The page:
• 14 Alberto // Jan 19, 2010 at 7:29 pm

    Barb, you couldn’t explain better the difference between Peru and USA, thats how i explaing that to my wife and daughters. Thats simple is DIFFERENT buildings, cars, people, food, etc.
    We went to Peru in March and she know the reality of how to live in Lima .the relationgship with family still strong , that was something that she got impress, all the family together on sundays in comparison to here. it has to be a birthday for her mom to visit her grandaughters.
    We are considering moving to Peru….

  • 15 Jenn // Feb 7, 2010 at 1:37 pm

    I moved from the US to work for a non-profit in Piura, Peru. I’ve always wanted to live outside of the US. This opportunity was offered to me last summer. I accepted as long as I could sell my house, which I was able to do in about 4 months!

    I love being down here. It’s nice not to worry about how the economy is going to affect my assets. It’s a simpler life. But you’re right, it’s too different realities. The grocery stores don’t offer the same selection.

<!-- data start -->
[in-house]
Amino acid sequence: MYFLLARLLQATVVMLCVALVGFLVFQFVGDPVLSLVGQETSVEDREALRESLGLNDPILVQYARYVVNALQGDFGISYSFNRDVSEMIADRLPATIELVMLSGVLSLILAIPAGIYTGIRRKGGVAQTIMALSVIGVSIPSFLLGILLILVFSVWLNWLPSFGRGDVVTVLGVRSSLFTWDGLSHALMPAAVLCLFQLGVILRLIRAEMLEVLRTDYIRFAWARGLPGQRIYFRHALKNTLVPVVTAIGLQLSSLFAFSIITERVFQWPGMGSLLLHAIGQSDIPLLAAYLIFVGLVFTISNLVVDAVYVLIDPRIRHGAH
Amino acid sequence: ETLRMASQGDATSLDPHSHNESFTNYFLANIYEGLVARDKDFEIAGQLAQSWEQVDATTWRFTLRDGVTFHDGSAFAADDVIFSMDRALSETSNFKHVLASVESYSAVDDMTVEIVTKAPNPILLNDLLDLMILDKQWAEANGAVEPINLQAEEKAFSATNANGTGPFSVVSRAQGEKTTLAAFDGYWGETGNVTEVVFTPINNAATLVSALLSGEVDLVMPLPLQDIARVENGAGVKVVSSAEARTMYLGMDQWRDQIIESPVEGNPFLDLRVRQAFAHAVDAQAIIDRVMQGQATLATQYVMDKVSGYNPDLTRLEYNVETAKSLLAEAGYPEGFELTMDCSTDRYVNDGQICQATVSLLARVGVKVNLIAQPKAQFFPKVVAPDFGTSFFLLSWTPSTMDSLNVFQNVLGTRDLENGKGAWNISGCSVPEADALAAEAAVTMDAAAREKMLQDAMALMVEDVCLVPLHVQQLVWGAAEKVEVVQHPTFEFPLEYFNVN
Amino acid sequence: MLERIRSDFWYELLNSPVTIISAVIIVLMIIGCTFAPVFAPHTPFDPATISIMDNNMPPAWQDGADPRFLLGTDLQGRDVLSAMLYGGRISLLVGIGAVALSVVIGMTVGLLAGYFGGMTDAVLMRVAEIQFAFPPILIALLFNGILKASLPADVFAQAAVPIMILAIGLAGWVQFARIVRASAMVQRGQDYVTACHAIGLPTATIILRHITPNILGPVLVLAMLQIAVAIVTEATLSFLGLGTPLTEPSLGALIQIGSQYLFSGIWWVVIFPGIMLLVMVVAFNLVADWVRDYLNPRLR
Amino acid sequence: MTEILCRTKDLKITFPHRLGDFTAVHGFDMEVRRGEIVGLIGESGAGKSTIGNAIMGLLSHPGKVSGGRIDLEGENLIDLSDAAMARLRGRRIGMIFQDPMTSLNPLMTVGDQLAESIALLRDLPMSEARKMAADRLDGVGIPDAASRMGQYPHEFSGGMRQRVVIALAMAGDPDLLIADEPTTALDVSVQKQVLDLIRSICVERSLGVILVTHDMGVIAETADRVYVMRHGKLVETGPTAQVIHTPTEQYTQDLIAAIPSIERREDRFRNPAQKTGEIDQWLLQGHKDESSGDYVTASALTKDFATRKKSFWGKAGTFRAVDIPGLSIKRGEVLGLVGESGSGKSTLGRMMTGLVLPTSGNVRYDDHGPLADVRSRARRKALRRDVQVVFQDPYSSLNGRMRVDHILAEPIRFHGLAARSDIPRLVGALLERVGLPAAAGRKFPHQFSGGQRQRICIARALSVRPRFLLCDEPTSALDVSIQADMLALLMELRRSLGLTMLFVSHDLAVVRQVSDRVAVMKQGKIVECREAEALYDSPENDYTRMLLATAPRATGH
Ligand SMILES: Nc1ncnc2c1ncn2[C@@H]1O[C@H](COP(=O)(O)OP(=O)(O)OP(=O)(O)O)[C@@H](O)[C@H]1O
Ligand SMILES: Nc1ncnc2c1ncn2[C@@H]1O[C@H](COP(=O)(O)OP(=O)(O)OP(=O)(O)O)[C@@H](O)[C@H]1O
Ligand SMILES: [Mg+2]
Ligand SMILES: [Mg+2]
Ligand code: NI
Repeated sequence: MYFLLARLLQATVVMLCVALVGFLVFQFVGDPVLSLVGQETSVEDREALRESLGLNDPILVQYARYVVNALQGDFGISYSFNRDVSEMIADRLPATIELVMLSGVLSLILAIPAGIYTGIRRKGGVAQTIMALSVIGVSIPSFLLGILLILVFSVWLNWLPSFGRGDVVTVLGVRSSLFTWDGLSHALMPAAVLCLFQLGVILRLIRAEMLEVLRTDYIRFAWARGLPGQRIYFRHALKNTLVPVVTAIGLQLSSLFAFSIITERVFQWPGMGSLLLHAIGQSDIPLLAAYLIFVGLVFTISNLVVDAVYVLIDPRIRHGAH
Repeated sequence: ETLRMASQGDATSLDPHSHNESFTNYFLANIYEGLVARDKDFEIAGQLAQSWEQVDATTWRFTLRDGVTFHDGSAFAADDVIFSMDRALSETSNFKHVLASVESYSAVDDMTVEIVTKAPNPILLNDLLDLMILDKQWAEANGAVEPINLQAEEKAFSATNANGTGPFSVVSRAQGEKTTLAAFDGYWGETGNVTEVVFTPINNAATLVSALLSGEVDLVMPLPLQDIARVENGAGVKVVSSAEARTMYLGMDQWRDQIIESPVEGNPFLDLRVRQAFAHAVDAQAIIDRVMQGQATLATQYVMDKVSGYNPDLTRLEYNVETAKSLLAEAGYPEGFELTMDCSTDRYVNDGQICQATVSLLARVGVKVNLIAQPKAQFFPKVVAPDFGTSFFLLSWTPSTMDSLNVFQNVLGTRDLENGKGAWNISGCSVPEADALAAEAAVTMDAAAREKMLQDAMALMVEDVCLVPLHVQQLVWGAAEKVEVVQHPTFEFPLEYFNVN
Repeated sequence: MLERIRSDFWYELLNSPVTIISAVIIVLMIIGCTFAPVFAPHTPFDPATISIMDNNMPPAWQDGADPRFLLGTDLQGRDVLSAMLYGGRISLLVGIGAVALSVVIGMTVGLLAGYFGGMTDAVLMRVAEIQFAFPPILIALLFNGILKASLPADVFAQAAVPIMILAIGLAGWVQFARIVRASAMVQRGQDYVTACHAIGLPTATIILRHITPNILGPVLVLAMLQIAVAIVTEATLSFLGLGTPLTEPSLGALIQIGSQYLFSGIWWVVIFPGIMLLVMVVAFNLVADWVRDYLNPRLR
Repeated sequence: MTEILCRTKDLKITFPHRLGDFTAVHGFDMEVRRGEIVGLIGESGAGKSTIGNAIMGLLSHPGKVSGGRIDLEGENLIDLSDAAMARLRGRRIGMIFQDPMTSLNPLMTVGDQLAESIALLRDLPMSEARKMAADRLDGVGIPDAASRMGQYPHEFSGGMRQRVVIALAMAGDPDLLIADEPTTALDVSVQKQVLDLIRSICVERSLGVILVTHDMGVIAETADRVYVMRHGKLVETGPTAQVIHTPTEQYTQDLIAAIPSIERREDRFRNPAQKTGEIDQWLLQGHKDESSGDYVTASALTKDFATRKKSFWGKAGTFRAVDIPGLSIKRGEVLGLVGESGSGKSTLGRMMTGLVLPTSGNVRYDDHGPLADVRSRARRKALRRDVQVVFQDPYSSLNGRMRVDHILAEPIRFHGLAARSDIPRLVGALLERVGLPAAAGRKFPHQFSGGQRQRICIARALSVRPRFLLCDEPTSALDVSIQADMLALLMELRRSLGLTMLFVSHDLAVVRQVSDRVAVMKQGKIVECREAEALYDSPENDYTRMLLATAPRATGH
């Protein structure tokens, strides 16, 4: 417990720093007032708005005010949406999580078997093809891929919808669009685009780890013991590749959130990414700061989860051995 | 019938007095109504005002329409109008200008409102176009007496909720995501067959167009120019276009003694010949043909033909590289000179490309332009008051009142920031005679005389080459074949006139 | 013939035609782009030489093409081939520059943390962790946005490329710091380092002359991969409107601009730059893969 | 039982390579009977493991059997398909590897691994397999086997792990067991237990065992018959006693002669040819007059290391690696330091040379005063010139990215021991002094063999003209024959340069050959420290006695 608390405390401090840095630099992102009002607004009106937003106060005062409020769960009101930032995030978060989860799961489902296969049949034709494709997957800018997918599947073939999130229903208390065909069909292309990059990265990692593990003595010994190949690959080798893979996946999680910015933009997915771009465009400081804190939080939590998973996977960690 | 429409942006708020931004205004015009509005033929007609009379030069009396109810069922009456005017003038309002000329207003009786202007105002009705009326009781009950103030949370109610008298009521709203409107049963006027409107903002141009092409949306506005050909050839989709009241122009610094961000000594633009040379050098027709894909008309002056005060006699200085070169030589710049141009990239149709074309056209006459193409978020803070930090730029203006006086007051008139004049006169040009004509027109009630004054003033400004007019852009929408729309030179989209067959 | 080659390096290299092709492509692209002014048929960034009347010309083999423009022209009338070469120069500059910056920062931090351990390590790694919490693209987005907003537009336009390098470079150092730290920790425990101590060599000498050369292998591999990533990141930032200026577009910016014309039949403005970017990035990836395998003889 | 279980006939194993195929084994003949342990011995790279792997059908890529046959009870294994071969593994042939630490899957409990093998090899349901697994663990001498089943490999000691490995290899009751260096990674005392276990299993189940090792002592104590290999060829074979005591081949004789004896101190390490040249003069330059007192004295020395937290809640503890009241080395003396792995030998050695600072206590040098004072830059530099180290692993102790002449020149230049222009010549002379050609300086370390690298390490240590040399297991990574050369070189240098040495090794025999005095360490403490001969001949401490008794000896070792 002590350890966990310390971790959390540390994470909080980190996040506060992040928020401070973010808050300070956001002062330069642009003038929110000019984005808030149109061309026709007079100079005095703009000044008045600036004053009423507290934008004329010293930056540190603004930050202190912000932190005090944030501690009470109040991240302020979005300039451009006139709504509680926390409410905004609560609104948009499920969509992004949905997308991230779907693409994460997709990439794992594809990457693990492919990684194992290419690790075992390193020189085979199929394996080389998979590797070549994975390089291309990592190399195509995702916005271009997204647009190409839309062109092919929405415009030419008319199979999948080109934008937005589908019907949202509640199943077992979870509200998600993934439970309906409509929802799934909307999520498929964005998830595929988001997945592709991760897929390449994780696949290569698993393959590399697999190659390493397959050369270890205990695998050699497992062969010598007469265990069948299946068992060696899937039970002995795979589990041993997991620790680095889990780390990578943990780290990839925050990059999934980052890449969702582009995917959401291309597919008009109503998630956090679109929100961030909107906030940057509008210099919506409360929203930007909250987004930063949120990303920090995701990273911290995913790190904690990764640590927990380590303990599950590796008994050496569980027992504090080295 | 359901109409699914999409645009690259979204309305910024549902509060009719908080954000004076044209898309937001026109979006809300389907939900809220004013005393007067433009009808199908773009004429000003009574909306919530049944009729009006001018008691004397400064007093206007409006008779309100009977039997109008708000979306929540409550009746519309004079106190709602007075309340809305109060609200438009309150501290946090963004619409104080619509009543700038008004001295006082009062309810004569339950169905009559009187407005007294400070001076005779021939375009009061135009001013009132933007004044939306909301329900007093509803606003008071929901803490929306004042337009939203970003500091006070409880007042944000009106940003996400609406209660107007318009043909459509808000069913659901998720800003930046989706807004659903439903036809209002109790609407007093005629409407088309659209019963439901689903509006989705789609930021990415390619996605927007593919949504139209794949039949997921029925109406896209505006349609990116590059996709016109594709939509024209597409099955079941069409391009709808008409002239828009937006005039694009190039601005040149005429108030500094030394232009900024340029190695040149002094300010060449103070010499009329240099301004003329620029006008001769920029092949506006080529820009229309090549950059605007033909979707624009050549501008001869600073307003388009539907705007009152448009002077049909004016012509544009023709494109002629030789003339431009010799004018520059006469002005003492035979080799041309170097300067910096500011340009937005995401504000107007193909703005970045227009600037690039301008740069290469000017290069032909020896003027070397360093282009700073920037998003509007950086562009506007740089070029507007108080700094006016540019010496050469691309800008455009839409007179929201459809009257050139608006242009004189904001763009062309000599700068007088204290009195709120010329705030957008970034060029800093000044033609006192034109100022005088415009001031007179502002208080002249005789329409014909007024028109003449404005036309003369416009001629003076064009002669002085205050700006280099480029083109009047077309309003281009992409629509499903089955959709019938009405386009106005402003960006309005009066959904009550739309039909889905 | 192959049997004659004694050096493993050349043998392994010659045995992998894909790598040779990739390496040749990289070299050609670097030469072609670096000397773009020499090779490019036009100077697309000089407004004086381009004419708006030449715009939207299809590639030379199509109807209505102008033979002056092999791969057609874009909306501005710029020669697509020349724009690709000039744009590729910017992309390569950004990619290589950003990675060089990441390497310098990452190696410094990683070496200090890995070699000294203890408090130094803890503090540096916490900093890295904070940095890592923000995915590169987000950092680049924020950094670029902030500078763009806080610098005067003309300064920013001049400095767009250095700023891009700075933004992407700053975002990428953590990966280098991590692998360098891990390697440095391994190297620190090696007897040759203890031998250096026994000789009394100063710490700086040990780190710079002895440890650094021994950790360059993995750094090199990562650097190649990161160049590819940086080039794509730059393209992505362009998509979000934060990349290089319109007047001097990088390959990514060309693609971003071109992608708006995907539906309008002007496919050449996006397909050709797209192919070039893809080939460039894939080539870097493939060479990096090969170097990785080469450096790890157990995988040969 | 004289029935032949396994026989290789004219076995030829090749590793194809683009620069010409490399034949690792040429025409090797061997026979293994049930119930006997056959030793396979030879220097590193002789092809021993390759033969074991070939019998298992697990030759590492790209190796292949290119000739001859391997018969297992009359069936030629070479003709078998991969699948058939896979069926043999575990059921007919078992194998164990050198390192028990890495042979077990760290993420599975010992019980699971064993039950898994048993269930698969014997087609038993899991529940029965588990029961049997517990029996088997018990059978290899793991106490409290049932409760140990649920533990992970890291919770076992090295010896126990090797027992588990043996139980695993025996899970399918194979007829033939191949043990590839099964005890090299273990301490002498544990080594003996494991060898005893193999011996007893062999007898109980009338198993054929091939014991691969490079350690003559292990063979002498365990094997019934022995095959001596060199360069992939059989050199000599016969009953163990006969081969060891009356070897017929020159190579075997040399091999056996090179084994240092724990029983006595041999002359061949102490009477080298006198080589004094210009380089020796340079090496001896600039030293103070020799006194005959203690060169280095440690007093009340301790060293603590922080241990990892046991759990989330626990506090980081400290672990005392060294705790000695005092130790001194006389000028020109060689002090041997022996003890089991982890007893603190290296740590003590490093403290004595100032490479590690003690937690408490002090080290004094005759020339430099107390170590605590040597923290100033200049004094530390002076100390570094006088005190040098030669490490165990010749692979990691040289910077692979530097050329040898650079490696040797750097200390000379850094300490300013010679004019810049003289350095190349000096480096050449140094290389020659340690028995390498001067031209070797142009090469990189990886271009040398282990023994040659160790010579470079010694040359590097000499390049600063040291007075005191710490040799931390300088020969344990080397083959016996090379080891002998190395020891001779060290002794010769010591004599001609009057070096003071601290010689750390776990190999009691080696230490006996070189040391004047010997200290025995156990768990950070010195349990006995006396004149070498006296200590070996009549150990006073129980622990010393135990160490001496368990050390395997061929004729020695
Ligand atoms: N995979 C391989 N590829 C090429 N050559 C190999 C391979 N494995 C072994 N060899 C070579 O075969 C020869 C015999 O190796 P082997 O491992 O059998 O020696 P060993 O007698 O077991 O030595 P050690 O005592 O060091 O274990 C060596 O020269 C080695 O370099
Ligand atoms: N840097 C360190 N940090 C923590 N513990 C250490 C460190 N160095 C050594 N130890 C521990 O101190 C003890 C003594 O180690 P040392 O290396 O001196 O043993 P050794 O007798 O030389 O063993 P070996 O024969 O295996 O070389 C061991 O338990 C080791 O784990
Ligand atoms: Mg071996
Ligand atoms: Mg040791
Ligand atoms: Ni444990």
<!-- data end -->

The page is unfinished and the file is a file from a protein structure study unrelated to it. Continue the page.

I moved down here for a simpler life and I found it. If an American wants to move here for a “better” life, it’s all in their definition.

    I am still trying to decide if my dog could make it down here and like it? She’s currently living with my parents in the States. Did you bring your lab with you? Did your lab need to stay in quarantine for a while? Any advice on that would be amazing!

  • 16 Rick K // Feb 16, 2010 at 12:42 pm

    I live in Miami with my wonderful wife. We are selling our house and moving to Peru. At first I loved the idea as I have been to Peru probably 10 times. But I am in Peru now and I realize that I will not be visiting in the future this will be my home. I do not speak Spanish yet but will have to learn though it might be tough. I have an American job that I will keep and commute back and forth to the states. I am feeling fearful now realizing how much I am giving up in the states to move to Peru. I like Peru but its not the states. The economy in the states have pushed our plans up about 8 years. I am 56 and worried about my retirement. I do not see things getting much better in the states for at least 5 more years. So I am really confused. My wife wants to move back to be with her family and I am not ready since I am active in business in the states.

  • 17 diana // Feb 16, 2010 at 9:34 pm

    I am 45singl. woman who is considering a move 2 Peru. I am wondering if Iwill be ok there without Family/friends? I get social security for a disbiliy i have,will I still be able to continue to recieve that deposit? If anyone knows and can help me, i will be very greatfull. Thankyou all, Diana